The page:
Nevertheless, you can have two income protection policies with complimentary waiting and benefit periods. For example, if you have an income protection policy in your superannuation fund that has a 30-day waiting period and 2-year benefit period, you can purchase additional income protection coverage with a 1-year waiting period and benefit period that continues until your age 65.

Can you claim from multiple life insurance policies?

Yes, usually your beneficiaries will not have to worry about the payout from multiple life insurance policies if the claim is valid, and you fully disclosed all relevant information when you applied for life cover, including how much insurance you have. A typical claim process includes getting the death certificate, filling out claim forms for each company and submitting all the forms and any additional information they may require.

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Why have multiple life insurance policies and do you need it?

Significant life changes are usually the biggest trigger for Australians wanting more life insurance cover, for example, you’ve gotten married, started a family, bought a house or changed jobs. Another reason might be that your employer offers group life cover, but it falls short of what your family will need should something happen to you.

You might also require additional coverage when starting a business to cover fixed business costs; this is usually called keyman insurance.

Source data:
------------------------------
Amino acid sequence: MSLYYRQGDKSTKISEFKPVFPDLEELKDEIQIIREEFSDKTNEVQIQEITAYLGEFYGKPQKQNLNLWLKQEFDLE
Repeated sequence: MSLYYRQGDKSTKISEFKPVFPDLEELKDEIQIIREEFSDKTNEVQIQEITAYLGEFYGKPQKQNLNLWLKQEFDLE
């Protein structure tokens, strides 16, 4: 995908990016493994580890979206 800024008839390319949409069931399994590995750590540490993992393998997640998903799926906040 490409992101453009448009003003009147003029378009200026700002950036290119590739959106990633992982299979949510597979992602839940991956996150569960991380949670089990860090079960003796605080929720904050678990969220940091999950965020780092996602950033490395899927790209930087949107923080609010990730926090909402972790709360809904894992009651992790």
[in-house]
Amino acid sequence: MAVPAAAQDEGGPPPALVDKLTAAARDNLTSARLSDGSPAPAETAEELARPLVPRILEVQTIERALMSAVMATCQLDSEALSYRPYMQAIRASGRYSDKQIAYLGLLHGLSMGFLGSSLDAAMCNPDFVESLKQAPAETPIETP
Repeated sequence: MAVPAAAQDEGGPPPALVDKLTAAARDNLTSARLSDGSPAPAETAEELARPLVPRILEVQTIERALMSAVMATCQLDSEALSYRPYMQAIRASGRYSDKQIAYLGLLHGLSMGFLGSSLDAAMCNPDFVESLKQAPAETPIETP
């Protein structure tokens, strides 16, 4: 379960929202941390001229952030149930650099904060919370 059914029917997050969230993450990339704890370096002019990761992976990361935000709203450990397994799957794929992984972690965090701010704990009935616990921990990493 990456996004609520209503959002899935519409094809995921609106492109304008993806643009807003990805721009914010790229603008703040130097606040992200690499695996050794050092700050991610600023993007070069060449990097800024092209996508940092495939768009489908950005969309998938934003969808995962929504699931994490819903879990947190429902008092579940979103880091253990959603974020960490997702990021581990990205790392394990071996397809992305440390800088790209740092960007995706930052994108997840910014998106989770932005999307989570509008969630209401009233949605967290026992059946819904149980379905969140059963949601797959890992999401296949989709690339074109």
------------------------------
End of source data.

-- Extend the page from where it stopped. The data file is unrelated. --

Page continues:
Many people purchase life insurance in layers. When you’re single and starting your career, you’ll usually buy a small amount of cover, and then add additional insurance as your needs change and your ability to afford cover increases.

Before applying for multiple insurance policies, you might want to consider:

How to apply for multiple life policies

The key to buying multiple life insurance policies it to work with a broker or use a comparative website that can provide you with quotes from a number of leading life insurance companies in Australia.

Use our free quote engine to compare price, benefits and features from top companies, side by side in less than 60 seconds.

Alternatives to having multiple life policies

Purchasing additional life insurance policies from different insurers is not the only way to ensure you have sufficient coverage, you could also:

  1. Choose a term life insurance policy that is guaranteed renewable and increase your existing cover without providing additional information or undergoing a medical exam.
  2. Combine policies, which allows you to take out multiple cover types. Purchasing multiple policies, for example, life insurance and TPD, through the same insurer may qualify you for a bundle discount.
  3. Double TPD is a benefit of combined life and TPD policy, allowing you to immediately reinstate the portion of life cover that was reduced due to a total and permanent disability claim.
  4. Double trauma is available in a combined trauma and life policy. You can reinstate the portion of life cover that reduced due to a trauma claim payout.
  5. Trauma reinstatement provides you with the opportunity to re-purchase trauma cover, usually 12 months after a claim has been paid out for a critical illness listed in the insurer’s PDS.